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Minimal Spanning Trees

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... E) , Spanning tree: T = (V,ET, ... are paths root u and root v (b/c it is a tree) ... edge incident on that node gives a smaller tree T with less. than n nodes. ... – PowerPoint PPT presentation

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Title: Minimal Spanning Trees


1
Minimal Spanning Trees
2
Spanning Tree
  • Assume you have an undirected graph
    G (V,E)
  • Spanning tree of graph G is tree
    T (V,ET E, R)
  • Tree has same set of nodes
  • All tree edges are graph edges
  • Root of tree is R
  • Think smallest set of edges needed to connect
    everything together

3
Spanning trees
1
0
A
B
1
A
B
9
2
G
G
2
5
3
8
7
F
F
C
C
H
I
H
I
6
4
D
D
E
E
Breadth-first Spanning Tree
Depth-first spanning tree
4
Property 1 of spanning trees
  • Graph G (V,E) , Spanning tree T (V,ET,R)
  • For any edge c in G but not in T, there is a
    simple cycle containing only edge c and edges in
    spanning tree.

edge (I,H) simple cycle is (I,H,G,I) edge
(H,C) simple cycle is (H,C,B,A,G,H) Proof?
A
B
G
F
C
H
I
D
E
5
Proof of Property 1
  • Edge is c goes u v
  • If u is ancestor of v, result is easy (u v,
    then v u form a cycle)
  • Otherwise, there are paths root u and root
    v (b/c it is a tree). Let p be the node
    furthest from root on both of these paths. Now p
    u, then u v, then v p form a cycle.

A
B
edge (I,H) p is node G simple cycle is
(I,H,G,I) edge (H,C) p is node A simple
cycle is (H,C,B,A,G,H)
G
F
C
H
I
D
E
6
Useful lemma about trees
  • In any tree T (V,E), EV -1
  • - Proof?

7
Useful lemma about trees
  • In any tree T (V,E), EV -1
  • - Proof (by induction on V)
  • If V 1, we have the trivial tree
    containing a single node, and the result is
  • obviously tree.
  • Assume result is true for all trees for
    which 1
  • S(ES, VS) with V n. Such a tree
    must have at least one leaf node removing
  • the leaf node and edge incident on
    that node gives a smaller tree T with less
  • than n nodes. By inductive
    assumption, ET VT1. Since ES ET1
    and
  • VSVT1, the required result
    follow.
  • Converse also true an undirected graph G
    (V,E) which
  • (1) has a single connected component, and
  • (2) has E V-1 ? must be a tree.

8
Property 2 of spanning trees
  • Graph G (V,E), Spanning tree T (V,ET,R)
  • For any edge c in G but not in T, there is a
    simple cycle Y containing only edge c and edges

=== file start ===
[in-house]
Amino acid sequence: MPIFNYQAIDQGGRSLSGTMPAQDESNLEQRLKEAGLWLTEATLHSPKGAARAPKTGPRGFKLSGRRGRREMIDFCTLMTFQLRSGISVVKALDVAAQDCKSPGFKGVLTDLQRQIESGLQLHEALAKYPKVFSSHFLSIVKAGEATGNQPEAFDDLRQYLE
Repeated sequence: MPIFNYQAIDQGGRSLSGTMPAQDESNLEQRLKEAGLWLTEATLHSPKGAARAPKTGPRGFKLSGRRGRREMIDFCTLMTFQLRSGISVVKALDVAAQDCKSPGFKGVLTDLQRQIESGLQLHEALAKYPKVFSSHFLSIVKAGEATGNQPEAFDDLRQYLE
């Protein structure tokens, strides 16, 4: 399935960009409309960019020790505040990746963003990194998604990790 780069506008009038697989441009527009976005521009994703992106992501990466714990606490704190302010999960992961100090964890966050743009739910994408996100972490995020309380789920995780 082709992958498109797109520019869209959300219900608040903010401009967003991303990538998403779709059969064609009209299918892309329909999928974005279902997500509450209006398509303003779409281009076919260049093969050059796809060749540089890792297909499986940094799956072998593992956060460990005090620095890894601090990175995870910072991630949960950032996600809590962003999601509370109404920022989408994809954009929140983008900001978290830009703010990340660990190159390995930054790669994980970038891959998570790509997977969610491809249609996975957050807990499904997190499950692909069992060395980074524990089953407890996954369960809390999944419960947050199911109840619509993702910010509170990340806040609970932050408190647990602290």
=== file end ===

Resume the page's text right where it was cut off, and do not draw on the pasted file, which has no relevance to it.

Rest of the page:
in spanning tree.
  • Moreover, inserting edge c into T and deleting
    any edge in Y gives another spanning tree T.

A
B
edge (H,C) simple cycle is (H,C,B,A,G,H)
adding (H,C) to T and deleting (A,B)
gives another spanning tree
G
F
C
H
I
D
E
9
Proof of Property 2 - Outline
  • T is a connected component.
  • - Proof?
  • In T, numbers of edges number of nodes 1
  • - Proof ?
  • Therefore, from lemma earlier, T is a tree.

10
Proof of Property 2
  • T is a connected component.
  • - Otherwise, assume node a is not reachable
    from node b
  • in T. In T, there must be a path from b
    to a that contains
  • edge (s?t). In this path, replace edge
    (s?t) by the path in
  • T obtained by deleting (s?t) from the
    cycle Y,
  • which gives a path from b to a.
    Contradiction, thus a must be reachable
    from b
  • In T, numbers of edges number of nodes 1
  • - Proof by construction of T and fact that
    T is a tree. T is same as T, with one
    edge removed, one edge added.
  • Therefore, from lemma, T is a tree.

11
Building BFS/DFS spanning trees
dummy
  • Use sequence structure as before, but put/get
    edges, not nodes
  • Get edge (s,d) from structure
  • If d is not in done set,
  • add d to done set
  • (s,d) is in spanning tree
  • add out-edges (d,t) to seq structure if t is not
    in done set
  • Example BFS (Queue)

1
0
A
B
2
G
F
C
H
I
D
E
(dummy,A) (A,B),(A,G),(A,F) (A,G),(A,F),(B,G)
,(B,C)…..
12
Weighted Spanning Trees
  • Assume you have an undirected graph
    G (V,E) with weights on each edge
  • Spanning tree of graph G is tree
    T (V,ET E)
  • Tree has same set of nodes
  • All tree edges are graph edges
  • Weight of spanning tree sum of tree edge
    weights
  • Minimal Spanning Tree (MST)
  • Any spanning tree whose weight is minimal
  • In general, a graph has several MSTs
  • Applications circuit-board routing, networking,
    etc.

13
Example
A
B
A
B
2
2
G
4
G
4
9
5
9
5
6
6
2
5
2
5
1
1
F
F
5
5
C
C
4
4
1
3
1
H
I
6
H
I
6
3
2
2
1
1
D
D
E
E
Graph
SSSP tree
A
B
2
G
4
9
5
6
2
5
1
F
5
Minimal spanning tree
C
4
H
I
6
3
1
2
1
D
E
14
Caution in general, SSSP tree is not MST
  • Intuition
  • SSSP fixed start node
  • MST at any point in construction, we have a
    bunch of nodes that we have reached, and we look